This is not a review about a book, but rather a series of books – The Raven Boys, The Dream Thieves, Blue Lily Lily Blue, and The Raven King. It might seem like biting off more than I can chew, reviewing four books in one go, but it’s hard to look at each of them individually rather than as a singular, well-executed narrative.
In short, I loved these books. LOVED them. But let’s start from the beginning.
I have kind of a weird relationship with YA. I read quite a lot of it, but I often find it lacking. Writing teenagers is hard. It’s so easy for them to come off as whiny, or childish, or far too precocious for their age. The last YA series I felt I really enjoyed was probably the Infernal Devices trilogy, and it’s been quite a while since then. But after repeated references to the Raven Cycle by a favorite YouTuber, I decided to give it a shot. So, I checked out the first book from the library. I liked it well enough. Then I checked out the second book. Then I checked out the third AND fourth books, because it was the weekend and I had no intention of stirring from my house until I was through with them.
Where do I even begin? The story follows Blue Sargent, the non-psychic daughter of a talented psychic mother, as she falls in with a crowd of “raven boys” – students at the prestigious Aglionby Academy in Henrietta, Virginia. Gansey, the enigmatic de facto leader of the pack, guides the others on his hunt for the Welsh King Glendower, who he believes is alive and sleeping. The promise of a magical favor dangles over their heads. It was hard not to fall in love with Stiefvater’s characters – no-nonsense Blue, ambitious trailer park-raised Adam, street racer Ronan, occasionally charming Gansey, and Noah, who loves glitter. They’re not perfect, but their depth and character development makes them easy to relate to. Hell, even the side characters were fantastic – Mr. Gray, who first makes his appearance in The Dream Thieves, quickly became a personal favorite.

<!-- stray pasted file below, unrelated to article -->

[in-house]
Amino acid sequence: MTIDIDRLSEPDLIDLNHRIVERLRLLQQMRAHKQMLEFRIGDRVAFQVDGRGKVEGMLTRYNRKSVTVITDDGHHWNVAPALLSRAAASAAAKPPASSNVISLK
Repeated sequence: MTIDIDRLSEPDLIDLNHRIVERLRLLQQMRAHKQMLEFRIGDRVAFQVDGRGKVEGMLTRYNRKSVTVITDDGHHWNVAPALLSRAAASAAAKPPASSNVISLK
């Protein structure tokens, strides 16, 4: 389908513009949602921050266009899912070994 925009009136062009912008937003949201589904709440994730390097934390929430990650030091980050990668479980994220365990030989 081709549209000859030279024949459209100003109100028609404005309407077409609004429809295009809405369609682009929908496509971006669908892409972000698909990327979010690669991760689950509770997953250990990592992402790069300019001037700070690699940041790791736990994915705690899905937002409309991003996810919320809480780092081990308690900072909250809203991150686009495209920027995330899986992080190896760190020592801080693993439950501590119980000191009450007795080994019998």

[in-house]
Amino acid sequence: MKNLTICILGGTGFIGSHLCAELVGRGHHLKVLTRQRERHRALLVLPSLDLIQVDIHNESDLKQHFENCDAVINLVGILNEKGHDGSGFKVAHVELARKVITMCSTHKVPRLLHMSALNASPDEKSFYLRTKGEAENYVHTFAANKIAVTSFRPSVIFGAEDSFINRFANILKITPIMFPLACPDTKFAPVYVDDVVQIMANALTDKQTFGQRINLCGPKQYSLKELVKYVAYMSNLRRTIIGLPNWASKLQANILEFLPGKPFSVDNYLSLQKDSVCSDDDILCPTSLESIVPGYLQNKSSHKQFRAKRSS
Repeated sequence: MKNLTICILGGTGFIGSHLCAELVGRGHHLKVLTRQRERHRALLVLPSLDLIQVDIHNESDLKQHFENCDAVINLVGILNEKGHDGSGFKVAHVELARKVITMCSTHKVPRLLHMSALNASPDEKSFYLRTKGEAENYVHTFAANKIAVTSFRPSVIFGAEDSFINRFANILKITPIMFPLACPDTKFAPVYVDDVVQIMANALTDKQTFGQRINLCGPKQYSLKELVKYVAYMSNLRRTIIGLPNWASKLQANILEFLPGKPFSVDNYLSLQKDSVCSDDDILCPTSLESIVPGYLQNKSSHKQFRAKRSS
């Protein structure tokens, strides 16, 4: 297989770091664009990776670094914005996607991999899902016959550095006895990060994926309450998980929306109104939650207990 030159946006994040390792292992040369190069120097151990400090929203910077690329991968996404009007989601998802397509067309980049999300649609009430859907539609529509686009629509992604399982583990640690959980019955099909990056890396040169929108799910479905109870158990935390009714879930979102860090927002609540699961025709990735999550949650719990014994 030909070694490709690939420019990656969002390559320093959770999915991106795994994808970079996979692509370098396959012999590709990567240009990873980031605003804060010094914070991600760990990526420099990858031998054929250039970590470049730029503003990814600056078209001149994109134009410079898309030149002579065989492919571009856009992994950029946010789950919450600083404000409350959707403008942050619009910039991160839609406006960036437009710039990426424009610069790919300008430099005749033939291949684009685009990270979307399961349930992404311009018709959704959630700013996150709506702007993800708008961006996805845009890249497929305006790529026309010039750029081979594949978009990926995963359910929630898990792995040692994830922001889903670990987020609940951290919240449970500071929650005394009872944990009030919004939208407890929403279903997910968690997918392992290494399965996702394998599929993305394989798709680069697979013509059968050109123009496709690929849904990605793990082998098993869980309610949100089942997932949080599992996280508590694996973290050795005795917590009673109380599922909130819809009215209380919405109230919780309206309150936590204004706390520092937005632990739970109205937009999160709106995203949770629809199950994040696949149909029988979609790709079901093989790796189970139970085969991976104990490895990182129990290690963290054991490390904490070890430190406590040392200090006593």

The kids are aided on their search by psychics and stuffy English academics, and hindered by murderous Latin teachers and yuppy collectors of curiosities. Their relationships evolve, and each grows in their own unique way. The ending left a little to be desired – without spoiling anything, let’s just say this is one of those stories where it turns out the quest was more important than the final destination – but it didn’t do anything to detract from the wild ride on the way there.
Honestly, if I didn’t have such a backlog of books waiting to be read, I’d probably have turned right back around and read the whole series over again. But alas – another day, another book to review. I’ll definitely be coming back to these in the future!